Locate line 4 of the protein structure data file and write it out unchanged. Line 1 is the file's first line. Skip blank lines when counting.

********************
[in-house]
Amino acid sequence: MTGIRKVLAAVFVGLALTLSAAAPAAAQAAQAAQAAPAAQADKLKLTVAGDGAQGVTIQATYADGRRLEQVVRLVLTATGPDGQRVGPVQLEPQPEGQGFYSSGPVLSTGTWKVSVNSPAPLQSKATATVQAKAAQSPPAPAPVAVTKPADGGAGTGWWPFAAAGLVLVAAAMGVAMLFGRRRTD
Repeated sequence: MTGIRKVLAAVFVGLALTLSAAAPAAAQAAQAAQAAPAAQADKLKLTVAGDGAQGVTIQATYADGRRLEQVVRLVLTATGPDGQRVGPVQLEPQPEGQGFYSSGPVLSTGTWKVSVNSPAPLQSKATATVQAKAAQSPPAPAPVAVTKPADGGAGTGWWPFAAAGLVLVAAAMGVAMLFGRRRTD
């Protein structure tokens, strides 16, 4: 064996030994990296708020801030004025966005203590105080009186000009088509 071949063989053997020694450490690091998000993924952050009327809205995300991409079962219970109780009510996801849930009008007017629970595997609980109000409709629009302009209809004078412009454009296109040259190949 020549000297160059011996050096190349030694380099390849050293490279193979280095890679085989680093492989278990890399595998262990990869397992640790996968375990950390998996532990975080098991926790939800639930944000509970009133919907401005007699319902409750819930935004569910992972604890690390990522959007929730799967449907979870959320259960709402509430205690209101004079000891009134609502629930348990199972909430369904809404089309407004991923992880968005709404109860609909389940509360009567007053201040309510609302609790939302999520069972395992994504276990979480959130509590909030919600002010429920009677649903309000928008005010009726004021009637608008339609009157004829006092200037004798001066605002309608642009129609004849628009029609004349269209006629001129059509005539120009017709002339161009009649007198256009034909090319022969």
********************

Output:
């Protein structure tokens, strides 16, 4: 064996030994990296708020801030004025966005203590105080009186000009088509 071949063989053997020694450490690091998000993924952050009327809205995300991409079962219970109780009510996801849930009008007017629970595997609980109000409709629009302009209809004078412009454009296109040259190949 020549000297160059011996050096190349030694380099390849050293490279193979280095890679085989680093492989278990890399595998262990990869397992640790996968375990950390998996532990975080098991926790939800639930944000509970009133919907401005007699319902409750819930935004569910992972604890690390990522959007929730799967449907979870959320259960709402509430205690209101004079000891009134609502629930348990199972909430369904809404089309407004991923992880968005709404109860609909389940509360009567007053201040309510609302609790939302999520069972395992994504276990979480959130509590909030919600002010429920009677649903309000928008005010009726004021009637608008339609009157004829006092200037004798001066605002309608642009129609004849628009029609004349269209006629001129059509005539120009017709002339161009009649007198256009034909090319022969």